It is official. Football season is over, the groundhog did not see his shadow, the snowy weather has been ushered out with warmer temperatures and spring training camps are opening.
All of this can mean only one thing: Baseball season is almost here.
With the beginning of baseball season comes the start of fantasy baseball drafts. Last year, I joined a fantasy baseball league called Strat-O-Matic Baseball (for the Richmond Strat-O-Matic Baseball League...find out more on www.rsbl.org).
To summarize strat baseball, it is a deep keeper league (where the 20 franchises keep 15 players each) that involves actually playing all 162 games for your team (with cards and dice, based off last year's stats).
Now that fantasy baseball season is starting, owners in many keeper leagues (be it strat or the more traditional online fantasy baseball) have to make some tough decisions. In our league, and I am sure many keeper leagues around the nation, the biggest question comes from who to draft of all the available candidates.
If you have a consistent fantasy keeper league, or you are like the strat league that I play in, where some managers have been playing the game since the mid-1960s (and the RSBL has been around since 1983), then your goal is to try to establish the best franchise for years to come.
So the question that is then posed becomes this: Who do you take with the first pick to build your franchise for years to come, Buster Posey or Jason Heyward?
Ponder the question, be it as a fantasy owner, a strat owner or just someone who loves the game of baseball. Which player would you take?
Buster Posey has almost always been the best player on the field his whole life. Posey attended high school in the state of Georgia. Posey was the state player of the year, for both Gatorade and Louisville Slugger, and earned the honor of being an All-American.
After graduating from high school, Posey went on to attend Florida State University. The credentials continued to rack up, from Freshman All-American all the way to the Golden Spikes Award.
After completing his highly successful collegiate campaign, Posey went on to be drafted with the fifth overall pick (in the first round) by the San Francisco Giants in the 2008 MLB draft.
Posey stands in at an impressive 6'1" and 205 lbs. He enters the 2011 season as a 23-year-old (turns 24 by Opening Day) catcher with an already impressive MLB résumé.
Posey completed his rookie season with the Giants by becoming only the fifth catcher in MLB history to win the World Series in his rookie season. To add the icing on the cake, soon after winning the World Series, Posey beat out Jason Heyward (his matched-up rival in this article) for the NL Rookie of the Year Award by a vote of 20 to nine. It is easy to see why Buster Posey is a franchise-type player.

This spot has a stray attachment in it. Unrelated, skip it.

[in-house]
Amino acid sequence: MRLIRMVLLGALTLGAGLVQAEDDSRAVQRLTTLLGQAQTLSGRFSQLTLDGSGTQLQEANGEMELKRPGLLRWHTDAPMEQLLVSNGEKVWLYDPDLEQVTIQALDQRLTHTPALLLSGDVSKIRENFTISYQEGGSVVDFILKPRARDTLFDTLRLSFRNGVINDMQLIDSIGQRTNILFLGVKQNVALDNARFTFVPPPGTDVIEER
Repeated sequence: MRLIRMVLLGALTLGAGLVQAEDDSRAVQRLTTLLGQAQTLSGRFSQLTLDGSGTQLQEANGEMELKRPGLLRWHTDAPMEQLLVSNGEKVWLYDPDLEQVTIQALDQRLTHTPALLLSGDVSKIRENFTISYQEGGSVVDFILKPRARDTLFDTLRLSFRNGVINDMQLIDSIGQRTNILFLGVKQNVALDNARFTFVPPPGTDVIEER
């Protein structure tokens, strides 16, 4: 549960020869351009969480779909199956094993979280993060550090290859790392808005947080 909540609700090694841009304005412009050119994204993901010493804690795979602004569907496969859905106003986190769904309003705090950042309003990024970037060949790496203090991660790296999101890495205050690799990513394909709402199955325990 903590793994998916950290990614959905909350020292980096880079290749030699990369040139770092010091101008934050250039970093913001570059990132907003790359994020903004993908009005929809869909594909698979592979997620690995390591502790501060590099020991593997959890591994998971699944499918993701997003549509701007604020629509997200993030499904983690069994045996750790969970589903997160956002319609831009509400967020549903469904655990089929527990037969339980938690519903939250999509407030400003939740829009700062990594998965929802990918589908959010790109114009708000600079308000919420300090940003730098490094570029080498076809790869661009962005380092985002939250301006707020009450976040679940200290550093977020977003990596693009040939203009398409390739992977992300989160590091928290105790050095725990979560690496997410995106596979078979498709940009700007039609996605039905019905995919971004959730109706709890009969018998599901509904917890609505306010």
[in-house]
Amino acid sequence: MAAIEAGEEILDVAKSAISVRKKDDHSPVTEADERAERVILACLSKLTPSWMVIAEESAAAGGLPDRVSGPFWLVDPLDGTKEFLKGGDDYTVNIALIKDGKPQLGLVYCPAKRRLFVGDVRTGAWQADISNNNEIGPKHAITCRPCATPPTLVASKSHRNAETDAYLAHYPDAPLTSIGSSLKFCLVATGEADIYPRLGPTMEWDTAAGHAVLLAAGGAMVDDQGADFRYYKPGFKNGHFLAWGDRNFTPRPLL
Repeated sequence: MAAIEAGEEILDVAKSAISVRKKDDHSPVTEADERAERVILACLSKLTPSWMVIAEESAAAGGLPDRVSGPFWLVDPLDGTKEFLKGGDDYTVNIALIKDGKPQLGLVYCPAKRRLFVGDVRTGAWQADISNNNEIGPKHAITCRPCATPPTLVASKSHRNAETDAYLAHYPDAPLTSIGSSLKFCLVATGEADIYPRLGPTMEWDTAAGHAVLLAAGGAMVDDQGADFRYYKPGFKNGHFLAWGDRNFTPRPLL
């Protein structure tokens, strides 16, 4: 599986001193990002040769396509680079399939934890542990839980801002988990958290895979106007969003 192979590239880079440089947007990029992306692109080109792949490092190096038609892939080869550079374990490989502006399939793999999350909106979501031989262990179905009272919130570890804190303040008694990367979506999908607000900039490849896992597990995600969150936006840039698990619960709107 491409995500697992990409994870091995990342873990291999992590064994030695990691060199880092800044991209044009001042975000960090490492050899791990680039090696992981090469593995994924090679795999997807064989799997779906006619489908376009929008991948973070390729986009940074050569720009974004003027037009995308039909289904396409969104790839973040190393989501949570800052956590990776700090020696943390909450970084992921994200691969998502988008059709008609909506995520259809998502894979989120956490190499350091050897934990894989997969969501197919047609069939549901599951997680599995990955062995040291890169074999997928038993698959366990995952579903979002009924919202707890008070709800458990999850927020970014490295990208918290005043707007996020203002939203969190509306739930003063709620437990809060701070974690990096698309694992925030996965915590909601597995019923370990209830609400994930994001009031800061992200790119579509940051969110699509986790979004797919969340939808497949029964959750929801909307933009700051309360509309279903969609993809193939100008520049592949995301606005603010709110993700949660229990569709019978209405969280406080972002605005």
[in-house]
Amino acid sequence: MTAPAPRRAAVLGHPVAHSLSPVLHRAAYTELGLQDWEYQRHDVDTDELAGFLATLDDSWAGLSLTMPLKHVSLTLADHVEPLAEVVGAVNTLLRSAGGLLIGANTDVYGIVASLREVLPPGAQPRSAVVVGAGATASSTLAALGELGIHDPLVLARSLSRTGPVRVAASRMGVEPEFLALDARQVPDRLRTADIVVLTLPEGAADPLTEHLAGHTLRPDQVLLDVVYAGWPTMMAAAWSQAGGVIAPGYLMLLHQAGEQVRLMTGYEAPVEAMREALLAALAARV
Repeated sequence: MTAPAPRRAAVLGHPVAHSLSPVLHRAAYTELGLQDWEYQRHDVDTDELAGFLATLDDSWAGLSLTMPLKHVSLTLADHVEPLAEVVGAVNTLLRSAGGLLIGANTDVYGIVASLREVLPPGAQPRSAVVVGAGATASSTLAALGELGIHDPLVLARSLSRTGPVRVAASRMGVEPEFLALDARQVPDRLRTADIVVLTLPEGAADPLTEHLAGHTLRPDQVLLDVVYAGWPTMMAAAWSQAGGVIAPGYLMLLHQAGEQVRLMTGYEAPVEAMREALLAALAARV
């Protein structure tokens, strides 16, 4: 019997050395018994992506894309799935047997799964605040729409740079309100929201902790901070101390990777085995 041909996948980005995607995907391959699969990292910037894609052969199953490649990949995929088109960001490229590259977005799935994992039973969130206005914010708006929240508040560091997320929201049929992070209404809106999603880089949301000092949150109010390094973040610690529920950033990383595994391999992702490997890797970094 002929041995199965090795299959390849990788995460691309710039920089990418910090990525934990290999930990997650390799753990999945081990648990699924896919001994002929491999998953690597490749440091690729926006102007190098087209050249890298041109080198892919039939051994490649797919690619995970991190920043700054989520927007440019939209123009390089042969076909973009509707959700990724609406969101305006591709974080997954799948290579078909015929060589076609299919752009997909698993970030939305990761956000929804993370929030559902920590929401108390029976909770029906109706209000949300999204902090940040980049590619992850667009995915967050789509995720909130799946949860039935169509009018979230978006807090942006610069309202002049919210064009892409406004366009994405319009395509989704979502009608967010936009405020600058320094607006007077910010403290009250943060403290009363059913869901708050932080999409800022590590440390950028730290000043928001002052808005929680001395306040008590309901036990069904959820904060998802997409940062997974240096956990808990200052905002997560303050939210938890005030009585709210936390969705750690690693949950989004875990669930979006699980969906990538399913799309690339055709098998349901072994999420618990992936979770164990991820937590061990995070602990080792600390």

Jason Heyward is a mammoth man, as you can see in the picture included on this page. Heyward stands at 6'5" and 245 lbs. By size alone, Heyward is an ideal candidate to play tight end or linebacker in the NFL. Instead, this 21-year-old has spent his time since high school as a baseball player.
Heyward was the 14th overall selection (in the first round) of the 2007 draft by the Atlanta Braves. Heyward, just like Posey, comes out of the talent-rich baseball state of Georgia.
These two guys actually battled it out for a title prior to last year's NLDS when they competed against each other in the 2005 Georgia AAAA State Championship. (Heyward's team beat Posey's in a best-of-three series, with the final game ending 16-14; with Posey standing on deck with a runner on and one out, the team hit into a double play to end the championship.)
Heyward was also an All-American in high school and entered last season as the talk of the town around MLB. He headed into last season as the No. 1 prospect in baseball. Just like Posey, Heyward did not disappoint.
After being drafted in 2008 by the Giants, Posey had a short run through the minors that was highly successful.
Posey only played in 172 games as a minor leaguer in the Giants farm system. What Posey had accomplished, and the polish that he showed, was enough for the Giants to give him the promotion to the bigs.
Through 172 minor league games, Posey posted the following stats:
- 750 plate appearances
- .333 BA / .427 OBP / .542 SLUG / .969 OPS
- 25 HRs, 118 RBI, 98 BB and 102 K's.
In what was roughly equivalent to one total MLB season, Posey proved very quickly that he was just too good to be held down in the minors.
With Jason Heyward being drafted right out of high school, his trip through the minors was a little longer than Buster Posey's.
Though it was longer in comparison, Heyward still reached the majors by the age of 20 years old. Just like Posey, the Braves found that Heyward was just too good to stay down in the minors any longer.
Jason Heyward played in 238 minor league games. Here are his stats through those games:
- 1,003 plate appearances
- .318 BA / .391 OBP / .508 SLUG / .899 OPS
- 29 HRs and 129 RBI while posting 105 BB vs. 138 K
Heyward did all of this during his teen years, while most impressively striking out only once per (roughly) nine at-bats.
As mentioned previously, Buster Posey impressed during his rookie season by capturing both a World Series championship and the NL Rookie of the Year Award.
What may have been even more impressive than both of those accomplishments was how Posey was able to handle the star-studded pitching staff of the Giants.